BROWN: No. No it was "Adventures of Pluto Nash" from 2002. In fact -- well this movie is about mobsters on the moon earned only $7.1 million after spending $100 million on it to make it and guess what it is one of the top box office flops of all time.

But it didn't keep him from landing a supporting role in 2006 "The Dream Girls," where he earned a Golden Globe award and an Academy Award nomination. So --

BERMAN: Yes. BROWN: What were you going to say?

BERMAN: I was waiting for the next one.

BROWN: Ok John Travolta. I think you might have a good guess here.

BERMAN: "Battlefield Earth." Is it "Battlefield Earth?"

BROWN: You got it. We have a winner. That's right. His biggest flop is "Battlefield Earth", another sci-fi movie. It was released in 2000. It was based off a novel written by Scientology founder, L Ron Hubbard. It cost $73 million to make and market, but earned $29.7 million worldwide.

ROMANS: Oh no. That math doesn't work.

BROWN: It doesn't work very well. But you know what; it's ok for him. He's been landing some great roles ever since then.

ROMANS: The only one I know is Ben Affleck and "Gigli". That's the only one I really -- Ben Affleck --

BERMAN: That's a perfectly good movie.


BROWN: We'll talk about that later.

BERMAN: We'll talk about that later.

ROMANS: All right. Thanks, Pamela.

Pro golfer Stacy Lewis was the 2012 LPGA player of the year. She hopes to regain the number one spot after competing in the (inaudible) LPGA championship this weekend. In today's "Human Factor, chief medical correspondent Dr. Sanjay Gupta tells us how Lewis has been able to reach an elite level of play despite having a severely curved spine.


SANJAY GUPTA, CNN CHIEF MEDICAL CORRESPONDENT: At age 28, Stacy Lewis is living the life.

STACEY LEWIS, PRO GOLFER: It's been fun. You know, I get to play golf every day for a job, I mean that's not too bad.

GUPTA: She's been golfing since she was eight years old, mostly just for the love of the game.

Was there a point in your life when you knew you were really, really good at golf?

LEWIS: Probably in college was the time that I said I could maybe do this as a professional. GUPTA: But it wouldn't come easily. In middle school, Stacy was diagnosed with scoliosis, it's a major curvature of her spine. Her doctors had hoped that it would correct itself without surgery.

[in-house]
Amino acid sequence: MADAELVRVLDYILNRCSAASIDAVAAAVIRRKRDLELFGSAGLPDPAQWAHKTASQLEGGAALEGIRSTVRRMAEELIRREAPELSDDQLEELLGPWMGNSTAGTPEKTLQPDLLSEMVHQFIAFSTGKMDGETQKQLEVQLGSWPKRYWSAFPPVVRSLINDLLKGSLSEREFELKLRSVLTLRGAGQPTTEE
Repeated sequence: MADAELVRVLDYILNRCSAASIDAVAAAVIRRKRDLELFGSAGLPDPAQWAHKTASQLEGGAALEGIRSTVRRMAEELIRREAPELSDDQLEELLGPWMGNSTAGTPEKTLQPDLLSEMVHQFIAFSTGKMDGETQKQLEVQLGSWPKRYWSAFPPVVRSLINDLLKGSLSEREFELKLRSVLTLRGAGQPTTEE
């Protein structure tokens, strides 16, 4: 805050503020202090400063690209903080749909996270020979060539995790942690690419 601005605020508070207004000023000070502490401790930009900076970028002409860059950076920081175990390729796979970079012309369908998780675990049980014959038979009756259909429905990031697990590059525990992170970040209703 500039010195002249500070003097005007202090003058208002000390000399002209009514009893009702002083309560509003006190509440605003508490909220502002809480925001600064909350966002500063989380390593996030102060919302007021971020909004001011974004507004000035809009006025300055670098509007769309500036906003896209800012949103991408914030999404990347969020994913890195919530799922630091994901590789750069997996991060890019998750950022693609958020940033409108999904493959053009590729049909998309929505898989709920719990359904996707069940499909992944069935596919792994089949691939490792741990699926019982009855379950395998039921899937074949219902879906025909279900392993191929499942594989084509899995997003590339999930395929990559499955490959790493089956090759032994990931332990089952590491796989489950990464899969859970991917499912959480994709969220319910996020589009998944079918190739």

LEWIS: A wore a back brace for six and a half, 18 hours a day.

GUPTA: She only took it off to play golf, but it didn't work. She had to go under the knife.

You scheduled the surgery. Do you remember what that day was like?

LEWIS: I thought I was done playing golf. They took out one of the ribs to do a fusion, on the side had to move all the organs, lungs, chest tube, all that kind of stuff.

GUPTA: It took doctors five hours to insert a rod and screws into the spine and then several months of rehab.

LEWIS: I couldn't bend or twist for six months. So the doctor let me chip and putt a little bit.

GUPTA: Slowly but surely, her game started to come back; her swing, even got a little better.

LEWIS: When your hands are low like that, you tend to hit it left, when my hands got high, I started to hit a little fade to the right, which is actually I think a better shot for golf. So it actually worked out pretty good.

GUPTA: Right, right. Worked out pretty well.

Today, she's at the top of her game. Do you pinch yourself every now and then?

LEWIS: It's strange. You know, I definitely as a kid didn't aspire to be in this position, but it's cool just to see the hard work pay off.

GUPTA: It has paid off indeed. She's reportedly made close to $5 million in winnings, but Lewis also knows it's not forever.

LEWIS: I don't know how long I will be able to play golf. I just feel very lucky to be doing what I'm doing. And why not enjoy it?

GUPTA: Dr. Sanjay Gupta, CNN, reporting.



ROMANS: A quick programming note: tonight on "AC 360", investigation exploring recent mishaps on cruise ships, how safe are they? "Cruise Nightmare" airs tonight at 8:00 only on CNN.

That's it for STARTING POINT. I'm Christine Romans.

And I'm John Berman.

"CNN NEWSROOM" with Carol Costello begins right now.

CAROL COSTELLO, CNN ANCHOR: Happening now in the "NEWSROOM", an American Marine kidnapped in Mexico.

UNIDENTIFIED FEMALE: They took him. You don't know he's dead. That means you still have that hope that he's alive.

COSTELLO: The reservist vanished. The FBI with an urgent flee for your help this morning.